Disney says no more junk food ads


Disney says it’s taking ads for junk food off its children’s programming.

The Walt Disney Co. on Tuesday announced new guidelines for TV, radio and website programming at an appearance in Washington with First Lady Michelle Obama. Critics who have for years complained about fatty, sugary food and beverage ads aimed at kids praised the move.

And, they said, it’s smart: As a company that positions itself as family-friendly, Disney can be seen as looking out for kids’ health.

Obama, who has made improved children’s health a central focus of her work, called Disney’s plan a “game changer.”

“With this new initiative, Disney is doing what no major media company has ever done before in the U.S. — and what I hope every company will do going forward,” she said.

“This is the smart way to run a healthy kingdom. This will help advertisers step up their game and make the commercials for healthier food even more compelling,” said Brian Wansink, a professor at Cornell University’s Charles H. Dyson School of Applied Economics and Management.

“Commercials and advertising help keep down the cost of programming. Watching them is the price we pay to have free or inexpensive programs. If Disney can encourage healthier advertising without losing advertisers, it will be doing a great service to distracted parents. Giving a Disney stamp of approval helps parents, and it can help smart advertisers with the ‘health halo’ it gives them.”

The guidelines cover Disney channels and radio stations, websites and Saturday morning cartoons on stations that Disney owns, for ads aimed at children younger than 12. Harried parents might be relieved: A range of sweetened cereals, fast food and other items will not make the cut.

“Disney’s announcement is welcome news to parents and health experts concerned about childhood obesity and nutrition,” said Margo Wootan, the nutrition policy director at the advocacy organization Center for Science in the Public Interest.

“This puts Disney ahead of the pack of media outlets and should be a wake-up call to Nickelodeon and Cartoon Network to do the same,” she said in a statement.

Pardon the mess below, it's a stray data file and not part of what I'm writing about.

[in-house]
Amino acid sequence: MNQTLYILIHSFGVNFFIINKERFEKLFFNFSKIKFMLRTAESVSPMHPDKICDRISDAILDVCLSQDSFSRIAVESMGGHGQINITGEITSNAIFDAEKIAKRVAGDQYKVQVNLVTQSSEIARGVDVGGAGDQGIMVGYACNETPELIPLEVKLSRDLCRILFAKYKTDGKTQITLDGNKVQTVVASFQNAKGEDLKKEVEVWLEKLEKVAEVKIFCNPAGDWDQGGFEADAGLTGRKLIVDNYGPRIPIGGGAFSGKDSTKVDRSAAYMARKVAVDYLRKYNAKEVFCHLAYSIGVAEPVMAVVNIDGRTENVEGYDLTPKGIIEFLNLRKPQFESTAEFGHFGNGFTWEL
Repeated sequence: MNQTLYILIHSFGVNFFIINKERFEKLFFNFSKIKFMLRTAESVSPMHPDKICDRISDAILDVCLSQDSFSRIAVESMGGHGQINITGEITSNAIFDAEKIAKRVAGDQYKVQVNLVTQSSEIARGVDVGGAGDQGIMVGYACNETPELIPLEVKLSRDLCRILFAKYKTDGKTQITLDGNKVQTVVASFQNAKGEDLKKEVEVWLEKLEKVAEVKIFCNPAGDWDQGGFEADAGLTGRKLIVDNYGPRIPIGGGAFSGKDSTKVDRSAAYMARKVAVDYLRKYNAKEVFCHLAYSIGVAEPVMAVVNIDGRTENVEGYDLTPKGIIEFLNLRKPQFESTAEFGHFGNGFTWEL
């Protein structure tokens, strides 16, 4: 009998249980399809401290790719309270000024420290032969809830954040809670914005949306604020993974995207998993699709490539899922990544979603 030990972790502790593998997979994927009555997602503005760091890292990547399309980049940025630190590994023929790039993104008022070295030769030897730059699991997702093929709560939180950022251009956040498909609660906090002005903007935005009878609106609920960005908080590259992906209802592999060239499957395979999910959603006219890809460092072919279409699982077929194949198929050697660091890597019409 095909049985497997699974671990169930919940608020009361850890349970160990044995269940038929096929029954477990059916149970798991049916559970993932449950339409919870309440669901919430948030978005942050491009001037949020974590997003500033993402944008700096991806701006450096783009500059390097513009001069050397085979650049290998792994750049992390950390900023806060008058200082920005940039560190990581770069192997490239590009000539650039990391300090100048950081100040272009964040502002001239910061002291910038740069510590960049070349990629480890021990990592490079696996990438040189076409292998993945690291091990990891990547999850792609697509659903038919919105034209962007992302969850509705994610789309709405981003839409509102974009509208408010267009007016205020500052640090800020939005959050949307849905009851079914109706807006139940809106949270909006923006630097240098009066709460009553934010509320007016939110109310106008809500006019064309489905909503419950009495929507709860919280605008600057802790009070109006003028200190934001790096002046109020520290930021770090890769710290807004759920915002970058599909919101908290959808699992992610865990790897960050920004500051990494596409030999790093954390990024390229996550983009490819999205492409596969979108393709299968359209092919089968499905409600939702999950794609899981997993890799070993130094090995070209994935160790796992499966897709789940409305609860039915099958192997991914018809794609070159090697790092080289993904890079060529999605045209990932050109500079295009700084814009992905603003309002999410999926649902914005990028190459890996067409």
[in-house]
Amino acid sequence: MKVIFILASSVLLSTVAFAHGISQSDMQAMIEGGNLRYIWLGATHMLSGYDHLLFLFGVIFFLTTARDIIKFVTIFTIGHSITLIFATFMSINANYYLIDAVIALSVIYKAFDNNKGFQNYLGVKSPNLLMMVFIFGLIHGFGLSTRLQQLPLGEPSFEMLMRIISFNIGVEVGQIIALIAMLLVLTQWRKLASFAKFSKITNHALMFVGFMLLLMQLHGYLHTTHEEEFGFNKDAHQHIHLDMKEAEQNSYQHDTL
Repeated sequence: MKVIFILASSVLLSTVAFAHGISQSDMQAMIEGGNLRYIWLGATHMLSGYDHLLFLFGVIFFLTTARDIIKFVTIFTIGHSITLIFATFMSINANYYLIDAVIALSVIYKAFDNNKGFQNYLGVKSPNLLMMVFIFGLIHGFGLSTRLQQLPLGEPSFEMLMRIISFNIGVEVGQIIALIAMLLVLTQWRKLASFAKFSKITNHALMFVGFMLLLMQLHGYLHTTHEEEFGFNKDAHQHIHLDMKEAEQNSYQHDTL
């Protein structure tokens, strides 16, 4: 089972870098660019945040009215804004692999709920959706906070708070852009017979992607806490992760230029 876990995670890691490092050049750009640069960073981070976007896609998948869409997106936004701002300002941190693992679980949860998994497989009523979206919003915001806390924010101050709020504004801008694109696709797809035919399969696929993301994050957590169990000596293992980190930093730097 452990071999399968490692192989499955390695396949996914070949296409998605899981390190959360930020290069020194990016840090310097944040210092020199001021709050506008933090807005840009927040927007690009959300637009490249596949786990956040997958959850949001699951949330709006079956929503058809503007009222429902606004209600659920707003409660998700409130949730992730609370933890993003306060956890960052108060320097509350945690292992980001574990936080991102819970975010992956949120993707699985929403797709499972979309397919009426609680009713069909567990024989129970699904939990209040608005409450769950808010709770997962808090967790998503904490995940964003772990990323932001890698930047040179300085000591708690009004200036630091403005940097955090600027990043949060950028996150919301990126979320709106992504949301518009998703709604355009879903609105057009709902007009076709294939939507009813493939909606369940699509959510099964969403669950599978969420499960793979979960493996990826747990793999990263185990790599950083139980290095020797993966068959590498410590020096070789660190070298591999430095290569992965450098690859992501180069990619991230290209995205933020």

Sixteen food and beverage companies have agreed to limit junk food marketing through the Children’s Food and Beverage Advertising Initiative, CSPI said. From 2003 to 2009, it said, ads aimed at kids for unhealthful food fell from 94% to 86%.

The chorus to do something about obesity in this country gets louder all the time. New York City Mayor Michael R. Bloomberg last week announced a plan to restrict the sale of supersized sodas.

Disney’s guidelines are aligned with federal dietary recommendations and take effect in 2015, Disney said.

The Associated Press reported that kids’ meals offered by traditional fast-food chains may not meet the new guidelines, even those with more healthful side orders, says Leslie Goodman, Disney’s senior vice president of corporate citizenship. That’s because Disney will be assessing the restaurant’s broader offerings in deciding whether to approve ads.

For example, a complete meal under Disney’s guidelines could have no more than 600 calories and a side dish no more than 200 calories.

Bob Iger, the chairman and CEO of Disney, said there could be a short-term reduction in advertising revenue, AP reported.

The food industry has opposed government regulations of advertising, and new products arrive on shelves every week that show companies’ efforts to appeal with sugar-free or high-fiber or low-fat alternatives to snacks and other products.

Under Disney’s new standards, all food and beverage products advertised, sponsored, or promoted on Disney Channel, Disney XD, Disney Junior, Radio Disney, and Disney-owned online destinations oriented to families with younger children will be required to meet Disney’s nutrition guidelines.
Disney also introduced the “Mickey Check” icon that will appear on food and menu items sold in stores, online and at its U.S. parks.